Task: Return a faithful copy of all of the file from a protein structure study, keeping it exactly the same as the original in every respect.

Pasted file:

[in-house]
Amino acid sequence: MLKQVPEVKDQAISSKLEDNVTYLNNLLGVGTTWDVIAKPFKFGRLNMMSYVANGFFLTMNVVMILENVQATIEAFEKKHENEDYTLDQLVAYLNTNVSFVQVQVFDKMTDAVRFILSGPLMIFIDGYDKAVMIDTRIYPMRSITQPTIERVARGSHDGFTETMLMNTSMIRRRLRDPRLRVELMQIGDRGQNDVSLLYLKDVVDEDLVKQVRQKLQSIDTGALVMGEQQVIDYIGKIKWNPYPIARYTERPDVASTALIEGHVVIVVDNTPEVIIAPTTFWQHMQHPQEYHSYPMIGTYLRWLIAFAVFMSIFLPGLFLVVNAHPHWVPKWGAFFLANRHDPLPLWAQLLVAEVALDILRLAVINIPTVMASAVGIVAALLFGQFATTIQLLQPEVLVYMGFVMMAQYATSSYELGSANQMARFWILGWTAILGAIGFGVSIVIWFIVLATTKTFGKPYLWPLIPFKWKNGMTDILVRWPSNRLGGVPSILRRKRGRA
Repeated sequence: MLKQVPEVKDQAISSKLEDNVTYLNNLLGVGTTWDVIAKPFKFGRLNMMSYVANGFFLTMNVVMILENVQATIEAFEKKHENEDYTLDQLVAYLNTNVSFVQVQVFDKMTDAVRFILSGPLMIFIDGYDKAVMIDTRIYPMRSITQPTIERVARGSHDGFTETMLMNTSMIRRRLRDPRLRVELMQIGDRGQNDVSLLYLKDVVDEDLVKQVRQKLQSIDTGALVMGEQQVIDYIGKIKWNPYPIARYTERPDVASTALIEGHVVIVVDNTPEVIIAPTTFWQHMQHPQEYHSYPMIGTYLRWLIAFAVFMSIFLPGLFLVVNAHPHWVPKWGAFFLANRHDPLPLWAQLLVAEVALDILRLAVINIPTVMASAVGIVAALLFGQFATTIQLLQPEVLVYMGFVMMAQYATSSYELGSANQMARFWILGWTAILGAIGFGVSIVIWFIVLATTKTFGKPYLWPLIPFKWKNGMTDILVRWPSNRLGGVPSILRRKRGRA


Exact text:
[in-house]
Amino acid sequence: MLKQVPEVKDQAISSKLEDNVTYLNNLLGVGTTWDVIAKPFKFGRLNMMSYVANGFFLTMNVVMILENVQATIEAFEKKHENEDYTLDQLVAYLNTNVSFVQVQVFDKMTDAVRFILSGPLMIFIDGYDKAVMIDTRIYPMRSITQPTIERVARGSHDGFTETMLMNTSMIRRRLRDPRLRVELMQIGDRGQNDVSLLYLKDVVDEDLVKQVRQKLQSIDTGALVMGEQQVIDYIGKIKWNPYPIARYTERPDVASTALIEGHVVIVVDNTPEVIIAPTTFWQHMQHPQEYHSYPMIGTYLRWLIAFAVFMSIFLPGLFLVVNAHPHWVPKWGAFFLANRHDPLPLWAQLLVAEVALDILRLAVINIPTVMASAVGIVAALLFGQFATTIQLLQPEVLVYMGFVMMAQYATSSYELGSANQMARFWILGWTAILGAIGFGVSIVIWFIVLATTKTFGKPYLWPLIPFKWKNGMTDILVRWPSNRLGGVPSILRRKRGRA
Repeated sequence: MLKQVPEVKDQAISSKLEDNVTYLNNLLGVGTTWDVIAKPFKFGRLNMMSYVANGFFLTMNVVMILENVQATIEAFEKKHENEDYTLDQLVAYLNTNVSFVQVQVFDKMTDAVRFILSGPLMIFIDGYDKAVMIDTRIYPMRSITQPTIERVARGSHDGFTETMLMNTSMIRRRLRDPRLRVELMQIGDRGQNDVSLLYLKDVVDEDLVKQVRQKLQSIDTGALVMGEQQVIDYIGKIKWNPYPIARYTERPDVASTALIEGHVVIVVDNTPEVIIAPTTFWQHMQHPQEYHSYPMIGTYLRWLIAFAVFMSIFLPGLFLVVNAHPHWVPKWGAFFLANRHDPLPLWAQLLVAEVALDILRLAVINIPTVMASAVGIVAALLFGQFATTIQLLQPEVLVYMGFVMMAQYATSSYELGSANQMARFWILGWTAILGAIGFGVSIVIWFIVLATTKTFGKPYLWPLIPFKWKNGMTDILVRWPSNRLGGVPSILRRKRGRA